Throwing stuff at the internet to see what sticks
Saturday, May 21, 2005 That's Intellitainment!
About the time we realized that M. Tiny's head was taking on its worrisome trapezoid shape, one of the things the pediatrician suggested was some sort of device for keeping him up off of his head, so as to prevent further asymmetrical flattening action. Not long ago, the ideal thing for that would have been a walker or "ExcerSaucer" of some variety. This is a baby toy that basically consists of a cloth seat that you drop the baby into, and he's then surrounded by a plastic ring with toys built in, and the whole arrangement is on little casters so that pre-ambulatory tots can Fred-Flintstone their way around the linoleum. However, these devices have fallen out of favor in recent years due to the danger of pre-ambulatory tots Fred-Flinstoning their way down the stairs. They're not built for that. In fact, they're not built at all any more, for just that reason. At least not in this country.
However, you can still get stationary equivalents that are just as entertaining. So we went to Babies R Us and that's what we got.
It stands on four legs at the end of our living room, just waiting to receive M. Tiny's weight at any given moment. Except for those moments when it's already bearing his weight, such as this one:
Just like his dad, back when I used to work at the Podium. Except with fewer computers and fewer phones, at least for now.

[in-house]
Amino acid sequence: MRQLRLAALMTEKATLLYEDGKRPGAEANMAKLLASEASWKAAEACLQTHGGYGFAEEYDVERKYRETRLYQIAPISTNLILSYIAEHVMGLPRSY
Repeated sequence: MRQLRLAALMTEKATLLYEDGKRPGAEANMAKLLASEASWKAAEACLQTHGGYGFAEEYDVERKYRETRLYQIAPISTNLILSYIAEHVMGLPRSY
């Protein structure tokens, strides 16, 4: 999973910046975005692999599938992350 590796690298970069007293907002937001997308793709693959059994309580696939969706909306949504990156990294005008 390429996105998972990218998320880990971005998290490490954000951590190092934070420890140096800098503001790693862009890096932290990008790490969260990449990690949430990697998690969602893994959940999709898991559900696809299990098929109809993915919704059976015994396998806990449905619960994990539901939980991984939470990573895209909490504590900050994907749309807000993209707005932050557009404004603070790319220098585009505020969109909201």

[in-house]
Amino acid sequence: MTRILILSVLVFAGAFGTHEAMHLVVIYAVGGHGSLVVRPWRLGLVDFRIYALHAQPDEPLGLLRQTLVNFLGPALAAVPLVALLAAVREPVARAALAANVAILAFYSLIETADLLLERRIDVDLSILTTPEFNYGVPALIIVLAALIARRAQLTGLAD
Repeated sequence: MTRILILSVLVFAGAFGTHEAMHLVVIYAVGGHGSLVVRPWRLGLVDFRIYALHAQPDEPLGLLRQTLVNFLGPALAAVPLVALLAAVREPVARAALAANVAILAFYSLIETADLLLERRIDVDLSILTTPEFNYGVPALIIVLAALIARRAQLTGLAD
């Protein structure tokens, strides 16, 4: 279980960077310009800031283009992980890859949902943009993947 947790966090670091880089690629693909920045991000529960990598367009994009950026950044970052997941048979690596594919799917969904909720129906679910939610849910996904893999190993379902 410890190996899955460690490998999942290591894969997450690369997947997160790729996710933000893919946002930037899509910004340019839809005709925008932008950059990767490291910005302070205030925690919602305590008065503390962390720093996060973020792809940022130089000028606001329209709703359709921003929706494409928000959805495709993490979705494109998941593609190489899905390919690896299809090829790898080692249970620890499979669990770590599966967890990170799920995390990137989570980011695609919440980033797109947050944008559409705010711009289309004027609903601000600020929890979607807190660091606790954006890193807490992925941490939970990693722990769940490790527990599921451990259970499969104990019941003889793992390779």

It's changed our lives. M. Tiny loves every moment he spends in it (not counting the last few seconds or so of each session, when he lets us know he's had enough). We can actually put him down and leave him alone long enough to go to the bathroom and return before he gets loudly and angrily bored--a luxury that was not previously available to us. We've had it so long, and it's become so integrated into our lives, that we're practically taking it for granted. As if it were a seventh member of the family. It wasn't until Al mentioned the Intellitainer in her entry about her Minneapolis trip that I realized that there might be an actual, entire entry for me there.
When we first bought it, we thought it was called the Intellitrainer, as in "Intelligence" and "Trainer." But then I saw one at Target (for the same price, I was gratified to see), and realized that there's only one "R" in "Intellitainer." As in "Intelligence" and "Entertainer." This came as a relief to our friend Bitter, who upon hearing the correction thought that the "Tainer" stood for "CONtainer." Which is funny, but hey, we don't go off and leave him in it indefinitely or anything. Besides, any decent baby container should come with a handle for greater portability.
But on to the features. One side is relatively primitive, consisting of a set of three plastic gears, a little globe-rattle on a stalk, and a mirror. Naturally the mirror is his favorite part of this side. Can you blame him, looking like he does?
The side he's facing in the photo is the battery-powered area. You flip it on, and every button, slide, cylinder, and plastic book page generates a sound. In non-musical mode, it recites nursery rhymes and identifies his three main buttons as "A" (red), "B" (green), and "C" (blue). In musical mode, it sings in the voice of some perky soprano who might be Kristin Chenoweth, only more irritating. Which is where our favorite button comes in: the "half-volume" button. M. Tiny doesn't yet know that his Intellitainer is capable of such a thing as "full volume," and we intend to keep it that way until he outgrows it.